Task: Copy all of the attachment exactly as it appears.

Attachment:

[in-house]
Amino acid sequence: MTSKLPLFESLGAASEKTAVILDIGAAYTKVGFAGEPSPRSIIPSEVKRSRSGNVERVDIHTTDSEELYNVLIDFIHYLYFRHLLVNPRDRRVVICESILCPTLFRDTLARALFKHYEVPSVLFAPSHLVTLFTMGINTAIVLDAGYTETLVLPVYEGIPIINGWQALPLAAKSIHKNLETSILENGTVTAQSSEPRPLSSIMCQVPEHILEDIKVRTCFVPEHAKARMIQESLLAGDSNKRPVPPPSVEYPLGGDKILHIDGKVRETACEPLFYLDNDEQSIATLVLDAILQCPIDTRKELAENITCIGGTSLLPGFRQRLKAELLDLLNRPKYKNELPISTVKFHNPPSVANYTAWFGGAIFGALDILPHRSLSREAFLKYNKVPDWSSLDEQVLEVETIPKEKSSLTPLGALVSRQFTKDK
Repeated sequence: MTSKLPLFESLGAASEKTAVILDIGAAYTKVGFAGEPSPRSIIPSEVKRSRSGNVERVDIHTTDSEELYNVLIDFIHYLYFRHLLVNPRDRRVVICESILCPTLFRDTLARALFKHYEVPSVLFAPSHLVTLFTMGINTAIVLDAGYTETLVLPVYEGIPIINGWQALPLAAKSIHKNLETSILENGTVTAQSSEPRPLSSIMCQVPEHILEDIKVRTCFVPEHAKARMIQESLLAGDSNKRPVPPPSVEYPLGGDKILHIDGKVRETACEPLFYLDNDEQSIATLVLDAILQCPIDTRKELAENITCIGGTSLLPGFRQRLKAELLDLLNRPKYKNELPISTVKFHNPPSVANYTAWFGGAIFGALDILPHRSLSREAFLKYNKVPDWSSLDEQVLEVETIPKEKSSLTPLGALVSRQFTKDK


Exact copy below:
[in-house]
Amino acid sequence: MTSKLPLFESLGAASEKTAVILDIGAAYTKVGFAGEPSPRSIIPSEVKRSRSGNVERVDIHTTDSEELYNVLIDFIHYLYFRHLLVNPRDRRVVICESILCPTLFRDTLARALFKHYEVPSVLFAPSHLVTLFTMGINTAIVLDAGYTETLVLPVYEGIPIINGWQALPLAAKSIHKNLETSILENGTVTAQSSEPRPLSSIMCQVPEHILEDIKVRTCFVPEHAKARMIQESLLAGDSNKRPVPPPSVEYPLGGDKILHIDGKVRETACEPLFYLDNDEQSIATLVLDAILQCPIDTRKELAENITCIGGTSLLPGFRQRLKAELLDLLNRPKYKNELPISTVKFHNPPSVANYTAWFGGAIFGALDILPHRSLSREAFLKYNKVPDWSSLDEQVLEVETIPKEKSSLTPLGALVSRQFTKDK
Repeated sequence: MTSKLPLFESLGAASEKTAVILDIGAAYTKVGFAGEPSPRSIIPSEVKRSRSGNVERVDIHTTDSEELYNVLIDFIHYLYFRHLLVNPRDRRVVICESILCPTLFRDTLARALFKHYEVPSVLFAPSHLVTLFTMGINTAIVLDAGYTETLVLPVYEGIPIINGWQALPLAAKSIHKNLETSILENGTVTAQSSEPRPLSSIMCQVPEHILEDIKVRTCFVPEHAKARMIQESLLAGDSNKRPVPPPSVEYPLGGDKILHIDGKVRETACEPLFYLDNDEQSIATLVLDAILQCPIDTRKELAENITCIGGTSLLPGFRQRLKAELLDLLNRPKYKNELPISTVKFHNPPSVANYTAWFGGAIFGALDILPHRSLSREAFLKYNKVPDWSSLDEQVLEVETIPKEKSSLTPLGALVSRQFTKDK